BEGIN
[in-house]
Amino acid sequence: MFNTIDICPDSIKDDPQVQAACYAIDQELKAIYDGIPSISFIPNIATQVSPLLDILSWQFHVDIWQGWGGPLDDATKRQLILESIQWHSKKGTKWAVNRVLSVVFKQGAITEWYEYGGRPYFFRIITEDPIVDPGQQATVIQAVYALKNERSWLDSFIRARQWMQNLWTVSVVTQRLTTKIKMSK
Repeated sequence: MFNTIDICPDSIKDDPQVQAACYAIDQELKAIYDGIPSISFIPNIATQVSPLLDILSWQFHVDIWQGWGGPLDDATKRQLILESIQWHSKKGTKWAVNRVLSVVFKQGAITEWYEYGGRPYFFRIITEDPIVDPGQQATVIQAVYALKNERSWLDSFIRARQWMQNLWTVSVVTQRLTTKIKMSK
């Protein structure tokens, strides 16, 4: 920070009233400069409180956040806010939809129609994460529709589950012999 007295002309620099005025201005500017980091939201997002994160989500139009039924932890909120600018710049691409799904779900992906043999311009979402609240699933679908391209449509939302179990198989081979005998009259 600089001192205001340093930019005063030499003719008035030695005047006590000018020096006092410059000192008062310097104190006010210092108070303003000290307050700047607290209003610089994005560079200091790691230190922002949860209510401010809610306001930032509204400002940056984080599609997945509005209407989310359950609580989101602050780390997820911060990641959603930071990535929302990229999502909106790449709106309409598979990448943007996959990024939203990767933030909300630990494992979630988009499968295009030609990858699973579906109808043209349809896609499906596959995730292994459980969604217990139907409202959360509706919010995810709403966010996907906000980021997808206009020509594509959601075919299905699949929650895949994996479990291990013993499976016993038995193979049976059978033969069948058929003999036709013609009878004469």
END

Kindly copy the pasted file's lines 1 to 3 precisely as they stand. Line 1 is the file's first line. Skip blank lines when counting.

[in-house]
Amino acid sequence: MFNTIDICPDSIKDDPQVQAACYAIDQELKAIYDGIPSISFIPNIATQVSPLLDILSWQFHVDIWQGWGGPLDDATKRQLILESIQWHSKKGTKWAVNRVLSVVFKQGAITEWYEYGGRPYFFRIITEDPIVDPGQQATVIQAVYALKNERSWLDSFIRARQWMQNLWTVSVVTQRLTTKIKMSK
Repeated sequence: MFNTIDICPDSIKDDPQVQAACYAIDQELKAIYDGIPSISFIPNIATQVSPLLDILSWQFHVDIWQGWGGPLDDATKRQLILESIQWHSKKGTKWAVNRVLSVVFKQGAITEWYEYGGRPYFFRIITEDPIVDPGQQATVIQAVYALKNERSWLDSFIRARQWMQNLWTVSVVTQRLTTKIKMSK